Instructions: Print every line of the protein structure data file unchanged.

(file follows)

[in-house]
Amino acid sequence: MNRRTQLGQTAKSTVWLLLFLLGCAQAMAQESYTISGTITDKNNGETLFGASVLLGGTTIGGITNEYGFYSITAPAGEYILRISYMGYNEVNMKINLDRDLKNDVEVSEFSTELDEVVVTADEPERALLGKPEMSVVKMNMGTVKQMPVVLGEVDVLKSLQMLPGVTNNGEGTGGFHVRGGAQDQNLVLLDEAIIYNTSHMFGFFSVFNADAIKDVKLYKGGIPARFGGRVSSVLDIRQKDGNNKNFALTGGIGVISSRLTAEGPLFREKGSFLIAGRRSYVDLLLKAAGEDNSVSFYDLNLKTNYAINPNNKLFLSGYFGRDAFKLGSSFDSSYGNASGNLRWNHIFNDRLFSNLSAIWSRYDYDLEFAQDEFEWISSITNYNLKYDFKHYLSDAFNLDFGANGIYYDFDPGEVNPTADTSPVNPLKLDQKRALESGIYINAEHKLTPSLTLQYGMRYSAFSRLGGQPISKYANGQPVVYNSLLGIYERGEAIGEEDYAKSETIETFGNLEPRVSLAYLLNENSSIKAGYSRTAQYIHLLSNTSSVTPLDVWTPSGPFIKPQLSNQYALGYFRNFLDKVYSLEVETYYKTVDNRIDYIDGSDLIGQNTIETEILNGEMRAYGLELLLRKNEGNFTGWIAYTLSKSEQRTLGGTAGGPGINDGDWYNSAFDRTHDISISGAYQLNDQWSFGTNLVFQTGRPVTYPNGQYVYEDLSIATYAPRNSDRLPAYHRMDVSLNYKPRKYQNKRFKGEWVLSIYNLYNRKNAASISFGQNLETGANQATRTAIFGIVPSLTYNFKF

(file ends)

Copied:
[in-house]
Amino acid sequence: MNRRTQLGQTAKSTVWLLLFLLGCAQAMAQESYTISGTITDKNNGETLFGASVLLGGTTIGGITNEYGFYSITAPAGEYILRISYMGYNEVNMKINLDRDLKNDVEVSEFSTELDEVVVTADEPERALLGKPEMSVVKMNMGTVKQMPVVLGEVDVLKSLQMLPGVTNNGEGTGGFHVRGGAQDQNLVLLDEAIIYNTSHMFGFFSVFNADAIKDVKLYKGGIPARFGGRVSSVLDIRQKDGNNKNFALTGGIGVISSRLTAEGPLFREKGSFLIAGRRSYVDLLLKAAGEDNSVSFYDLNLKTNYAINPNNKLFLSGYFGRDAFKLGSSFDSSYGNASGNLRWNHIFNDRLFSNLSAIWSRYDYDLEFAQDEFEWISSITNYNLKYDFKHYLSDAFNLDFGANGIYYDFDPGEVNPTADTSPVNPLKLDQKRALESGIYINAEHKLTPSLTLQYGMRYSAFSRLGGQPISKYANGQPVVYNSLLGIYERGEAIGEEDYAKSETIETFGNLEPRVSLAYLLNENSSIKAGYSRTAQYIHLLSNTSSVTPLDVWTPSGPFIKPQLSNQYALGYFRNFLDKVYSLEVETYYKTVDNRIDYIDGSDLIGQNTIETEILNGEMRAYGLELLLRKNEGNFTGWIAYTLSKSEQRTLGGTAGGPGINDGDWYNSAFDRTHDISISGAYQLNDQWSFGTNLVFQTGRPVTYPNGQYVYEDLSIATYAPRNSDRLPAYHRMDVSLNYKPRKYQNKRFKGEWVLSIYNLYNRKNAASISFGQNLETGANQATRTAIFGIVPSLTYNFKF